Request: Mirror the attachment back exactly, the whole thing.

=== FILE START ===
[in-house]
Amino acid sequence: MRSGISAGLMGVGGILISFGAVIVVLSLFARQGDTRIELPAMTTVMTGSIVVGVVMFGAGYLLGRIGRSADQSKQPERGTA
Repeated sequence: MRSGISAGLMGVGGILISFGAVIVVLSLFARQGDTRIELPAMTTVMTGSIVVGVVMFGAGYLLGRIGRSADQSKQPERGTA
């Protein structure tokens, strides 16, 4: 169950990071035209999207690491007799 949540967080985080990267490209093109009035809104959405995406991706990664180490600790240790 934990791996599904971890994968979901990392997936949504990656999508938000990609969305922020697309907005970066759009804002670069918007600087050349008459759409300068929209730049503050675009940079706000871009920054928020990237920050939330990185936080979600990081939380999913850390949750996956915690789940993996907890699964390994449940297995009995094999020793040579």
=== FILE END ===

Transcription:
[in-house]
Amino acid sequence: MRSGISAGLMGVGGILISFGAVIVVLSLFARQGDTRIELPAMTTVMTGSIVVGVVMFGAGYLLGRIGRSADQSKQPERGTA
Repeated sequence: MRSGISAGLMGVGGILISFGAVIVVLSLFARQGDTRIELPAMTTVMTGSIVVGVVMFGAGYLLGRIGRSADQSKQPERGTA
């Protein structure tokens, strides 16, 4: 169950990071035209999207690491007799 949540967080985080990267490209093109009035809104959405995406991706990664180490600790240790 934990791996599904971890994968979901990392997936949504990656999508938000990609969305922020697309907005970066759009804002670069918007600087050349008459759409300068929209730049503050675009940079706000871009920054928020990237920050939330990185936080979600990081939380999913850390949750996956915690789940993996907890699964390994449940297995009995094999020793040579």